Günter Waibel was a Program Officer for OCLC Research from January 2003 through October 2010. He focused on sharing, aggregating and disseminating cultural materials in a networked environment, particularly from a museum and art library perspective. Further areas of interest were the intersection of libraries, archives and museums, and the necessity for more collaborative approaches within and among different communities. Past projects include the Museum Data Exchange (funded by the Andrew W. Mellon foundation), which created tools and models behaviors for data sharing in the museum community; he also initiated the Single Search for Library, Archive & Museum Collections working group.
Günter authored and co-authored the following OCLC Research reports:
- “Collaboration Contexts: Framing Local, Group and Global Solutions” (2010)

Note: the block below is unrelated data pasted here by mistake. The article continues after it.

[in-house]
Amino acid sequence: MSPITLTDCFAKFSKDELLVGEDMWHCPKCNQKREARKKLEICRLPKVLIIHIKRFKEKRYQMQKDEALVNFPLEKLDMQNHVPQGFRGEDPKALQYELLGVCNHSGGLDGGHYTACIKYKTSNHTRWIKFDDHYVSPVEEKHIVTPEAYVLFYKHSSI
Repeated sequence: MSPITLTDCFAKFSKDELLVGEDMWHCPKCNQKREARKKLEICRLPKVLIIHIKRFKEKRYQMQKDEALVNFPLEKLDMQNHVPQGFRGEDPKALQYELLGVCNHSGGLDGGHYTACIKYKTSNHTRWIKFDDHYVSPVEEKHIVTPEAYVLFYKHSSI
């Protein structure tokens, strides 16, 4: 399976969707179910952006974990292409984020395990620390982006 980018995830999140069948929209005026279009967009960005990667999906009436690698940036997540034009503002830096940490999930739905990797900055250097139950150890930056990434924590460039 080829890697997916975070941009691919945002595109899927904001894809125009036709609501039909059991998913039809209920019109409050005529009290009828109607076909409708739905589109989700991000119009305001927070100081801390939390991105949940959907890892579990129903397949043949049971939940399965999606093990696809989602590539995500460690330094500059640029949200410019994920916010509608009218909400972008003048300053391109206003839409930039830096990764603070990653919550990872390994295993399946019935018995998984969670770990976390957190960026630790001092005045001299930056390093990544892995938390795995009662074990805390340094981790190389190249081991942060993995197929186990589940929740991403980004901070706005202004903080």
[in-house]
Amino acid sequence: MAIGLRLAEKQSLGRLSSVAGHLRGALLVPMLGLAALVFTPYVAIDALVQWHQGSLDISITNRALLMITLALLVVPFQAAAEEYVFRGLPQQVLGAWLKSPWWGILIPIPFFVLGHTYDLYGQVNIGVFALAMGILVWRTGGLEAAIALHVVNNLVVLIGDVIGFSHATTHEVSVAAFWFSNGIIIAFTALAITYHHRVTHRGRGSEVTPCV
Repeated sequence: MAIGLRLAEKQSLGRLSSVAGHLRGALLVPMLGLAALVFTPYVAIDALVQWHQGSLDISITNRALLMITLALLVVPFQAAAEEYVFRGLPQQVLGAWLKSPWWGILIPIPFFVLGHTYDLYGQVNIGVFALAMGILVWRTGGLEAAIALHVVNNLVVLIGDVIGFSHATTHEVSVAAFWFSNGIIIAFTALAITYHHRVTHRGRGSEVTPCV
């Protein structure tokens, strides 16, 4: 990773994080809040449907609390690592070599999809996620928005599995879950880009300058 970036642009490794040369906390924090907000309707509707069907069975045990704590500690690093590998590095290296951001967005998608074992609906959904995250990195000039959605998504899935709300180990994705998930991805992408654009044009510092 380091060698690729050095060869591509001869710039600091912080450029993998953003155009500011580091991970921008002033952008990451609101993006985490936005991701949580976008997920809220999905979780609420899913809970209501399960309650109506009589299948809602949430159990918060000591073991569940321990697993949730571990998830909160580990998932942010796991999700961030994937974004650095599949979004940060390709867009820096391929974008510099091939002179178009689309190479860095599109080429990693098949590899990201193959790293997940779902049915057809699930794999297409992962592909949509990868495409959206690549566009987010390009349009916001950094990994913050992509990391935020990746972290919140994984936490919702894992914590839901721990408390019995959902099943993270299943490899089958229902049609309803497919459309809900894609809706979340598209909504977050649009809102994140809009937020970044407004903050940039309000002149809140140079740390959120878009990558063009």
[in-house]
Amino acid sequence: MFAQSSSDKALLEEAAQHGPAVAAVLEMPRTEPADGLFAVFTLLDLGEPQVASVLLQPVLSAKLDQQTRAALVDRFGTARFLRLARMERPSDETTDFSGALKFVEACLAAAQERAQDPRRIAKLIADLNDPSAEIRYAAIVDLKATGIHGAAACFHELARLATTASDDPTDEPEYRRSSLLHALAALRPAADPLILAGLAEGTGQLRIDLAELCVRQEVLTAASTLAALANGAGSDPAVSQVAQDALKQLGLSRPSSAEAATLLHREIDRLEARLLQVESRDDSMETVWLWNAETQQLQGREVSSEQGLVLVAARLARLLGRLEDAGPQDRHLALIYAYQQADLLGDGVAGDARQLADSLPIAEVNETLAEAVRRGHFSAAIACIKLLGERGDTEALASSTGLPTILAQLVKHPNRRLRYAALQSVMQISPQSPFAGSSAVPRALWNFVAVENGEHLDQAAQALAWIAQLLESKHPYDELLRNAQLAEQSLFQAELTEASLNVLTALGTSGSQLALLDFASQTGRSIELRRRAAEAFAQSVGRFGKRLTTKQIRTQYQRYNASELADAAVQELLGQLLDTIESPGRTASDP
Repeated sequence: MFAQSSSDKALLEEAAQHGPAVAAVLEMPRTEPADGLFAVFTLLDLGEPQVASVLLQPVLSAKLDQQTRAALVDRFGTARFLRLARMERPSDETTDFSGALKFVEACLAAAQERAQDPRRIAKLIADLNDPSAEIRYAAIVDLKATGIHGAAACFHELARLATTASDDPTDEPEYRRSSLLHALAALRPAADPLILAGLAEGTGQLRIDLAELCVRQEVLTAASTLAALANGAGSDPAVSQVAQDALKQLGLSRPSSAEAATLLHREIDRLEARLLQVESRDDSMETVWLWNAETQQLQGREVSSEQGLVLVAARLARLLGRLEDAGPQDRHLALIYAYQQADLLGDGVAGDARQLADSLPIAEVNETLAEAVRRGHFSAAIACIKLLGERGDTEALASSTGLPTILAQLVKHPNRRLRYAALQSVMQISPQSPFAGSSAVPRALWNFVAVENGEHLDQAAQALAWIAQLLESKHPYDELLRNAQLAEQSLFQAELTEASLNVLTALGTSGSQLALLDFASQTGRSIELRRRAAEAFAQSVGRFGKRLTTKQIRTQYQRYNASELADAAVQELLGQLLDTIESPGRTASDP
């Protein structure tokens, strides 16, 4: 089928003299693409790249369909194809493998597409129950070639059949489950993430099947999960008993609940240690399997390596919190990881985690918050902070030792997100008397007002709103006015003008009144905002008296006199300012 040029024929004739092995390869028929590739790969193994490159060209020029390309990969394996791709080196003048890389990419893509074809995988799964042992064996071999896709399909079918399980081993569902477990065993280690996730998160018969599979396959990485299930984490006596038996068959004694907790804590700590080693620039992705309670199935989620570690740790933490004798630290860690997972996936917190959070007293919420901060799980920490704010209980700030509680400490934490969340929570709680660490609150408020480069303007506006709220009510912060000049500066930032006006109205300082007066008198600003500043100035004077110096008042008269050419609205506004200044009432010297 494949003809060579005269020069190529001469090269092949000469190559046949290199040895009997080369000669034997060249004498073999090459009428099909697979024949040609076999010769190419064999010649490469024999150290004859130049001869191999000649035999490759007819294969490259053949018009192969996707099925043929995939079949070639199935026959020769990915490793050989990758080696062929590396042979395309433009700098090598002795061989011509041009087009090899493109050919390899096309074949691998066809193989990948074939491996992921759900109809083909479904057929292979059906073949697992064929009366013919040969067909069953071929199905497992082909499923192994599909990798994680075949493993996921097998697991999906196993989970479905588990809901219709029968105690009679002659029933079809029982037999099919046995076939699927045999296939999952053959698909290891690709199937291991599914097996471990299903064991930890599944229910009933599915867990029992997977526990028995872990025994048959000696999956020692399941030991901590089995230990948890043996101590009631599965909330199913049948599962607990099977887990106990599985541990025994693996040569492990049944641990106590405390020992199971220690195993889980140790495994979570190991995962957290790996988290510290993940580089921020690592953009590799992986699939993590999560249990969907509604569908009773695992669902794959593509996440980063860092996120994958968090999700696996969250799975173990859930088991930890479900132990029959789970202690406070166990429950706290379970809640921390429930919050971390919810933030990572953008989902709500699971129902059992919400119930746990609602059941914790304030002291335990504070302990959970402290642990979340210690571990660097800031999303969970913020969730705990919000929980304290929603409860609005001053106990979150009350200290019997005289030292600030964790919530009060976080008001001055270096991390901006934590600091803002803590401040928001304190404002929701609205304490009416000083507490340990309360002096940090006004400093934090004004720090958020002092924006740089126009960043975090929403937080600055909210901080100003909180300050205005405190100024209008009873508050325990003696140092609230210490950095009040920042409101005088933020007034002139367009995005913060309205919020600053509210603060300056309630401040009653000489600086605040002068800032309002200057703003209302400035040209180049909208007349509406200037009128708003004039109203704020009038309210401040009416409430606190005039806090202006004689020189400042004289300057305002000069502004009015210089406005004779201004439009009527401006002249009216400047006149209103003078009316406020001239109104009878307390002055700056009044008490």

- “Museum Data Exchange: Learning How to Share” (2010)
- “Catalyzing Collaboration: Seven New York City Libraries” (2009)
- “An Art Resource in New York: The Collective Collection of the NYARC Art Museum Libraries” (2008)
- “Beyond the Silos of the LAMs: Collaboration Among Libraries, Archives and Museums” (2008)
Günter blogged at hangingtogether.org, and still tweets as GuWa. He is a past board member of the Museum Computer Network (MCN) (2003-2009) and the Association of American Museum’s (AAM) Media & Technology Committee (2004-2007). He has taught as adjunct faculty in the School of Information Studies at Syracuse University, New York (2004-2008), and currently teaches for the School of Library and Information Science at Catholic University of America, Washington DC.
Günter joined RLG at the beginning of 2003. In July 2006, he transitioned to OCLC Research following the combination of OCLC and RLG. Previously, he was Digital Media Developer at the UC Berkeley Art Museum & Pacific Film Archive, where he worked closely with the California Digital Library (CDL) and the project Museums and the Online Archive of California (MOAC). He was also Webmaster for the Oakland Museum of California. He started as Director, Digitization Program Office, at the Smithsonian Institution in December 2010.